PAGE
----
Grasses and legumes are two different types of forage made into hay for horses. Grass hays are generally easier to grow than alfalfa but also lower in protein and higher in carbohydrates. The most common types of grass fed to horses in the US are timothy, brome, bermuda, and orchard grass.
Alfalfa hay is made from the legume alfalfa and like all legume hays, it is high in protein and is usually very palatable. Due to its high protein content, it has a high feed value and thus is especially useful for young horses, pregnant mares, and lactating mares. The protein is not always useable and over feeding alfalfa will result in a high urine output. It needs to be fed with discretion and ideally should be fed along with grass hay.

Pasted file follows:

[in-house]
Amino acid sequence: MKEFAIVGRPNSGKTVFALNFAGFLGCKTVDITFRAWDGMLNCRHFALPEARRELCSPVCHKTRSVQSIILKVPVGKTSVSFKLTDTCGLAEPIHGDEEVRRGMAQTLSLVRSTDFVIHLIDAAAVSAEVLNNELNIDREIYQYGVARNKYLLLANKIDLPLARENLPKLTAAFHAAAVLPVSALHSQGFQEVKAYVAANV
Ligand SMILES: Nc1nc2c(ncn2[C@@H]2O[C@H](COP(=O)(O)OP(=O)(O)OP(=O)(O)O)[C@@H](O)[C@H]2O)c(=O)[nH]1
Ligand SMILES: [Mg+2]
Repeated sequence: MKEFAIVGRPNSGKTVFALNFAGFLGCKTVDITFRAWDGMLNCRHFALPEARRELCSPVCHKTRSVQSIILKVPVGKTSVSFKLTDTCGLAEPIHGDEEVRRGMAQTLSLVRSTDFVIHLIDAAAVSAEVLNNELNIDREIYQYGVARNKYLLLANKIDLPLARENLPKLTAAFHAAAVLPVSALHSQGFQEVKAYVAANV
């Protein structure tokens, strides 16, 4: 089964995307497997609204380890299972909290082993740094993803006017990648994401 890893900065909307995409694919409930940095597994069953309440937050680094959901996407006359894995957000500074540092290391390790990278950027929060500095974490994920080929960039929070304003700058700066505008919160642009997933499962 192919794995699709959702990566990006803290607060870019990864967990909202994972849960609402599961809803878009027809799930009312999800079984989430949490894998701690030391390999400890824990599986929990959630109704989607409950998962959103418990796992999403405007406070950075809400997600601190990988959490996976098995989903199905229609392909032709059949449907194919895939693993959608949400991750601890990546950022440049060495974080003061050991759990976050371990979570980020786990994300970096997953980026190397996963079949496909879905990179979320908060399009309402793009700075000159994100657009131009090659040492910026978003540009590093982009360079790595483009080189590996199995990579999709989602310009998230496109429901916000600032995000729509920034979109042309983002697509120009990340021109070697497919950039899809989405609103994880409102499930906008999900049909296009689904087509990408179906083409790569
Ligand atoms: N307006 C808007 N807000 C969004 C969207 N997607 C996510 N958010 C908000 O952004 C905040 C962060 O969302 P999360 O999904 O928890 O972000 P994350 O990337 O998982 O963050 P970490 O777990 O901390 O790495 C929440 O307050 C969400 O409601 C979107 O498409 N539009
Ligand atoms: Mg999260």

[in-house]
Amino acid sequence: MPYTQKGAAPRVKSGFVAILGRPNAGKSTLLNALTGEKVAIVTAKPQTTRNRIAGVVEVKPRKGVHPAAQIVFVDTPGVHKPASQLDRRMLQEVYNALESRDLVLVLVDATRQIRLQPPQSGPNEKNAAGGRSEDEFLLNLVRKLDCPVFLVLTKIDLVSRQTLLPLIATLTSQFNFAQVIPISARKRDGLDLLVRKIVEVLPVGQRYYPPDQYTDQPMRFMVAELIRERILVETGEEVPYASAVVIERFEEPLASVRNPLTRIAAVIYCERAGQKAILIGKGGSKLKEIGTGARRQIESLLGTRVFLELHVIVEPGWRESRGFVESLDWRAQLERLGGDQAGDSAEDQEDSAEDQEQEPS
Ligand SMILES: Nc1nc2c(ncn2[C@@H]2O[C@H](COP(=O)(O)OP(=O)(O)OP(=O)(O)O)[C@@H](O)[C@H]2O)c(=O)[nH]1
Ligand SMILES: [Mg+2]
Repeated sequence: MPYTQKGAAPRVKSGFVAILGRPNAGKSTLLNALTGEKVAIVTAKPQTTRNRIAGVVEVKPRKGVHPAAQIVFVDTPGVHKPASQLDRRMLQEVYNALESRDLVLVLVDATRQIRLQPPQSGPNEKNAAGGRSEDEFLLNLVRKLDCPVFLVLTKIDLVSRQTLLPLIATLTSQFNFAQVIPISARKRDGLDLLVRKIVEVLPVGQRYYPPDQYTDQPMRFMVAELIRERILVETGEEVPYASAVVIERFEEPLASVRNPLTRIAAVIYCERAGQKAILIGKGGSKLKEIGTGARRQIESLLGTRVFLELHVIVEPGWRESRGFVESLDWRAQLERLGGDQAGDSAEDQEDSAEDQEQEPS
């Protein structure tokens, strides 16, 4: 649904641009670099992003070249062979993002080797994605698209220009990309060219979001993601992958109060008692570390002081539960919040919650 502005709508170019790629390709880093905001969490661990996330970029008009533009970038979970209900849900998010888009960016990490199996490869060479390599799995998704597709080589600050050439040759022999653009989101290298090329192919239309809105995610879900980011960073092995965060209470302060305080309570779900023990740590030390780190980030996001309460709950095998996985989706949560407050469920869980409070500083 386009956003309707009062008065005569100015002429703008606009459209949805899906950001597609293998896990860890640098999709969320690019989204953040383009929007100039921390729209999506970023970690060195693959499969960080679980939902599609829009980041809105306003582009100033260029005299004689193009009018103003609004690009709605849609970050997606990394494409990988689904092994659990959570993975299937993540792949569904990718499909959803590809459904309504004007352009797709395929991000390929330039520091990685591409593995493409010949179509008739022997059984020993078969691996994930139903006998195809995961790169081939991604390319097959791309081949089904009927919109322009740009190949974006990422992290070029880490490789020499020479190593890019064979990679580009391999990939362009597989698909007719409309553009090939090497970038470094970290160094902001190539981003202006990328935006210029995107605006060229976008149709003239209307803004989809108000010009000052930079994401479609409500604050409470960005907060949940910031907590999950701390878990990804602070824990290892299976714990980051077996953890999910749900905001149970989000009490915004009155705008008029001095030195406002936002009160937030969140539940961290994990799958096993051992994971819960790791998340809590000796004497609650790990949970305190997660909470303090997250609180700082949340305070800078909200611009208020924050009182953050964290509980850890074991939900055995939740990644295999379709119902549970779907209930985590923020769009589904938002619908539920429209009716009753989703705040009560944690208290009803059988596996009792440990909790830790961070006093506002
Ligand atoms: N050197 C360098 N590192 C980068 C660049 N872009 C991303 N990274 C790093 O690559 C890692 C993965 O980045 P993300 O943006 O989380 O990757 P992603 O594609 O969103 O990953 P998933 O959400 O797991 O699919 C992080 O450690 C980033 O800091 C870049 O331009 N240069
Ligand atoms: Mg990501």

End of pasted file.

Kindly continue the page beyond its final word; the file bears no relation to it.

One of its benefits is that being a legume it does not have the seed cycle that grasses have, so it can be cut several times a year. Each cut will have roughly the same feed value. The leaves of the alfalfa are tiny, but this is where most of the nutrition is, so if there is extensive leaf drop it can lose feed value.
The stalks can be hard and tough if the plant is too old at the time of hay making. Due to weather constraints, the first cut of the year may be a stalkier, less nutritious cut. It is a very useful feed for horses but needs to be fed with discretion.